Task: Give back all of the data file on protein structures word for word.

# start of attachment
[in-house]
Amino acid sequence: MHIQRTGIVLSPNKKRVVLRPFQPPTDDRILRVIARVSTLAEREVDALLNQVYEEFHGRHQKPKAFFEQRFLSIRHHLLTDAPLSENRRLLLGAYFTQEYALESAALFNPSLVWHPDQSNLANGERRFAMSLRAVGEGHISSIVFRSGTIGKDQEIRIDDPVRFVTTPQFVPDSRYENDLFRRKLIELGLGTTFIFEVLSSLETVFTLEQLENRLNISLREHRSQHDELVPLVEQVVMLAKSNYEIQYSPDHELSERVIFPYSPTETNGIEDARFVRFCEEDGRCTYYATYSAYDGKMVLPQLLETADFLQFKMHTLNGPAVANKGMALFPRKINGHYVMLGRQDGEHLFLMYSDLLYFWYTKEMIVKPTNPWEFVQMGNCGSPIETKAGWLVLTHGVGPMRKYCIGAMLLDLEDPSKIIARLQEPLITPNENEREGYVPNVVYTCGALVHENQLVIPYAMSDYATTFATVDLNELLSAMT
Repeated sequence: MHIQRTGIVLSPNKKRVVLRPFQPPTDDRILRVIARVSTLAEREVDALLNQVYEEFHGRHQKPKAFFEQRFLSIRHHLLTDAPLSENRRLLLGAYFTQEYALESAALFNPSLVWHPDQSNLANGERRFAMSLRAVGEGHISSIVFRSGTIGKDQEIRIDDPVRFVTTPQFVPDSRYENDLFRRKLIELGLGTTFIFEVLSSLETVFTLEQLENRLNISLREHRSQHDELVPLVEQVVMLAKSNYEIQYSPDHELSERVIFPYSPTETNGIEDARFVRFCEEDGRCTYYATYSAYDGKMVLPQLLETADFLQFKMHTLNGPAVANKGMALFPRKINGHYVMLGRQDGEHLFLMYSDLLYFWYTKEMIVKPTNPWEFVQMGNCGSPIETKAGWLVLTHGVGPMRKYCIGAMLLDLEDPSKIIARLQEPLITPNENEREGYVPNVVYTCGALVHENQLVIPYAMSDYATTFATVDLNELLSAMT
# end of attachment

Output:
[in-house]
Amino acid sequence: MHIQRTGIVLSPNKKRVVLRPFQPPTDDRILRVIARVSTLAEREVDALLNQVYEEFHGRHQKPKAFFEQRFLSIRHHLLTDAPLSENRRLLLGAYFTQEYALESAALFNPSLVWHPDQSNLANGERRFAMSLRAVGEGHISSIVFRSGTIGKDQEIRIDDPVRFVTTPQFVPDSRYENDLFRRKLIELGLGTTFIFEVLSSLETVFTLEQLENRLNISLREHRSQHDELVPLVEQVVMLAKSNYEIQYSPDHELSERVIFPYSPTETNGIEDARFVRFCEEDGRCTYYATYSAYDGKMVLPQLLETADFLQFKMHTLNGPAVANKGMALFPRKINGHYVMLGRQDGEHLFLMYSDLLYFWYTKEMIVKPTNPWEFVQMGNCGSPIETKAGWLVLTHGVGPMRKYCIGAMLLDLEDPSKIIARLQEPLITPNENEREGYVPNVVYTCGALVHENQLVIPYAMSDYATTFATVDLNELLSAMT
Repeated sequence: MHIQRTGIVLSPNKKRVVLRPFQPPTDDRILRVIARVSTLAEREVDALLNQVYEEFHGRHQKPKAFFEQRFLSIRHHLLTDAPLSENRRLLLGAYFTQEYALESAALFNPSLVWHPDQSNLANGERRFAMSLRAVGEGHISSIVFRSGTIGKDQEIRIDDPVRFVTTPQFVPDSRYENDLFRRKLIELGLGTTFIFEVLSSLETVFTLEQLENRLNISLREHRSQHDELVPLVEQVVMLAKSNYEIQYSPDHELSERVIFPYSPTETNGIEDARFVRFCEEDGRCTYYATYSAYDGKMVLPQLLETADFLQFKMHTLNGPAVANKGMALFPRKINGHYVMLGRQDGEHLFLMYSDLLYFWYTKEMIVKPTNPWEFVQMGNCGSPIETKAGWLVLTHGVGPMRKYCIGAMLLDLEDPSKIIARLQEPLITPNENEREGYVPNVVYTCGALVHENQLVIPYAMSDYATTFATVDLNELLSAMT